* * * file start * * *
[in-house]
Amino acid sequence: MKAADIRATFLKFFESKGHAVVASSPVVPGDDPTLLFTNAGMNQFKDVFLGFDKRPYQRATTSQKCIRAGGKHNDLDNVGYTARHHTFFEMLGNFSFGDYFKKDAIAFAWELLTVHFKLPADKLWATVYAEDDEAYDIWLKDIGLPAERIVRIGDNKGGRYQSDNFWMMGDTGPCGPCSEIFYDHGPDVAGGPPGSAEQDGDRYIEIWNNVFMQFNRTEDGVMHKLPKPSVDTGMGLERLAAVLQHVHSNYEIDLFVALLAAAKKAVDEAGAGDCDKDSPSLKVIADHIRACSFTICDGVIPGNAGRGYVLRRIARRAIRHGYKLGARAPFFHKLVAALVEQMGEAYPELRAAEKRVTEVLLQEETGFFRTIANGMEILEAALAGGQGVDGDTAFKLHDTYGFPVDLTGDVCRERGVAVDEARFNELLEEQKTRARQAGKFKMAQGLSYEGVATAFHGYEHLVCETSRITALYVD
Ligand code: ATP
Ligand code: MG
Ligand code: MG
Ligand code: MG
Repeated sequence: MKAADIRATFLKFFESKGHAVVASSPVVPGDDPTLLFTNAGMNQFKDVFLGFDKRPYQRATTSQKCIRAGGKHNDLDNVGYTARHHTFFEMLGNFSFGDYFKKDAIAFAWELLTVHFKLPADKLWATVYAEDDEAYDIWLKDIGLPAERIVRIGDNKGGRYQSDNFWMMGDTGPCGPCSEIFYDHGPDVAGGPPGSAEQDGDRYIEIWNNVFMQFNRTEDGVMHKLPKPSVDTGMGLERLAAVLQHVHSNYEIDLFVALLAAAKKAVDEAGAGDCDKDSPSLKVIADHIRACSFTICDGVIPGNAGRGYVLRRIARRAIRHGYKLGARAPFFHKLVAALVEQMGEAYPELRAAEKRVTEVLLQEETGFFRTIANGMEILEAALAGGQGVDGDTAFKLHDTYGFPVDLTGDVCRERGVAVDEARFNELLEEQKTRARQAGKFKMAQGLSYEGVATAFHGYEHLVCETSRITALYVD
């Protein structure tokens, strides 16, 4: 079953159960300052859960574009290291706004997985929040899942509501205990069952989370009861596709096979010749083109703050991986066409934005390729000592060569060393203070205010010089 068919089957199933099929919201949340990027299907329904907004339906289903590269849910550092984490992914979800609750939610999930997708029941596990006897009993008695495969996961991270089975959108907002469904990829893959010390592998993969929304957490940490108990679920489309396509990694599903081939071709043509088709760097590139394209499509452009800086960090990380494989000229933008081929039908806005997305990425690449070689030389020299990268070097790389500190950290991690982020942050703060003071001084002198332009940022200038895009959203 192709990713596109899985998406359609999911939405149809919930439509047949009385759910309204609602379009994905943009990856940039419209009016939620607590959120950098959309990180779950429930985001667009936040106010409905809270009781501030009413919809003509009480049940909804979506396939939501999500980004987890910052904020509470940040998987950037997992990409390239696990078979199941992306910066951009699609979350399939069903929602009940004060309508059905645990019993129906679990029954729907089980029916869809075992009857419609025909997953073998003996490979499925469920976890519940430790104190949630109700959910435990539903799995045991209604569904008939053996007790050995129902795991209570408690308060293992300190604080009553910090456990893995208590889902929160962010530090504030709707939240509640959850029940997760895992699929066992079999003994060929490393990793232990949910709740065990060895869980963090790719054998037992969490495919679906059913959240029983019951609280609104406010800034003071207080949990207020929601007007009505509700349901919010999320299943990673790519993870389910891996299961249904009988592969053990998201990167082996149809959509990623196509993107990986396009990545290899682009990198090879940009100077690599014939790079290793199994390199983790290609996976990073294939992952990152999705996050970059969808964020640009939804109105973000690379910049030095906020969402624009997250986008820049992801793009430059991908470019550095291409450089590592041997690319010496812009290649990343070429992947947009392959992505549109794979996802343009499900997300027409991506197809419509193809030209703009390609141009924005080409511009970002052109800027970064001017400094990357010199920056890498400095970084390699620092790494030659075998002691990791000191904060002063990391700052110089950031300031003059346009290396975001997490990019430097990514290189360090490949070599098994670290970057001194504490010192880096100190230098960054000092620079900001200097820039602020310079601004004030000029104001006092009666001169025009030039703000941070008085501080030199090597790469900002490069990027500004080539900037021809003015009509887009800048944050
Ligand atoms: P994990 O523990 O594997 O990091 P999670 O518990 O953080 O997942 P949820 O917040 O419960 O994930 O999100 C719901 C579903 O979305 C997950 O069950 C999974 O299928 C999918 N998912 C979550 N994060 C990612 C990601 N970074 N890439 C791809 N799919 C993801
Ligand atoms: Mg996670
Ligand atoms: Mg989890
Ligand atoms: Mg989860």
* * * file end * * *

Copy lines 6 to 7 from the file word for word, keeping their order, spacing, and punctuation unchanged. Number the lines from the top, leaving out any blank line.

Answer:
Ligand code: MG
Repeated sequence: MKAADIRATFLKFFESKGHAVVASSPVVPGDDPTLLFTNAGMNQFKDVFLGFDKRPYQRATTSQKCIRAGGKHNDLDNVGYTARHHTFFEMLGNFSFGDYFKKDAIAFAWELLTVHFKLPADKLWATVYAEDDEAYDIWLKDIGLPAERIVRIGDNKGGRYQSDNFWMMGDTGPCGPCSEIFYDHGPDVAGGPPGSAEQDGDRYIEIWNNVFMQFNRTEDGVMHKLPKPSVDTGMGLERLAAVLQHVHSNYEIDLFVALLAAAKKAVDEAGAGDCDKDSPSLKVIADHIRACSFTICDGVIPGNAGRGYVLRRIARRAIRHGYKLGARAPFFHKLVAALVEQMGEAYPELRAAEKRVTEVLLQEETGFFRTIANGMEILEAALAGGQGVDGDTAFKLHDTYGFPVDLTGDVCRERGVAVDEARFNELLEEQKTRARQAGKFKMAQGLSYEGVATAFHGYEHLVCETSRITALYVD